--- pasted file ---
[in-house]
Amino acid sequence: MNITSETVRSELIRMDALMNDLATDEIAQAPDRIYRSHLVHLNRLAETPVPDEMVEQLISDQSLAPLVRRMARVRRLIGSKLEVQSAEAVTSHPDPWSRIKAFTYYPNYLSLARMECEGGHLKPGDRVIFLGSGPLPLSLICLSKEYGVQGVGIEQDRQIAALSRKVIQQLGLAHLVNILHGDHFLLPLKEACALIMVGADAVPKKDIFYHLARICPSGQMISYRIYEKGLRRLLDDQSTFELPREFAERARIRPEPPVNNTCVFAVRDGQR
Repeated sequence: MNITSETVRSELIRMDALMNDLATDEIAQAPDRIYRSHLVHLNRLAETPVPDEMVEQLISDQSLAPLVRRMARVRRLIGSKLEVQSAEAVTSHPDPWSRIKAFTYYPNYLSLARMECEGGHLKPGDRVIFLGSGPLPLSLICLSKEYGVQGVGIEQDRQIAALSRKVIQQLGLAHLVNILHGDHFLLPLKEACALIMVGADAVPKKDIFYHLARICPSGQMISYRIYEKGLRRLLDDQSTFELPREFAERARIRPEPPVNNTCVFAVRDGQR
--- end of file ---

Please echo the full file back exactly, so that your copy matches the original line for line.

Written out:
[in-house]
Amino acid sequence: MNITSETVRSELIRMDALMNDLATDEIAQAPDRIYRSHLVHLNRLAETPVPDEMVEQLISDQSLAPLVRRMARVRRLIGSKLEVQSAEAVTSHPDPWSRIKAFTYYPNYLSLARMECEGGHLKPGDRVIFLGSGPLPLSLICLSKEYGVQGVGIEQDRQIAALSRKVIQQLGLAHLVNILHGDHFLLPLKEACALIMVGADAVPKKDIFYHLARICPSGQMISYRIYEKGLRRLLDDQSTFELPREFAERARIRPEPPVNNTCVFAVRDGQR
Repeated sequence: MNITSETVRSELIRMDALMNDLATDEIAQAPDRIYRSHLVHLNRLAETPVPDEMVEQLISDQSLAPLVRRMARVRRLIGSKLEVQSAEAVTSHPDPWSRIKAFTYYPNYLSLARMECEGGHLKPGDRVIFLGSGPLPLSLICLSKEYGVQGVGIEQDRQIAALSRKVIQQLGLAHLVNILHGDHFLLPLKEACALIMVGADAVPKKDIFYHLARICPSGQMISYRIYEKGLRRLLDDQSTFELPREFAERARIRPEPPVNNTCVFAVRDGQR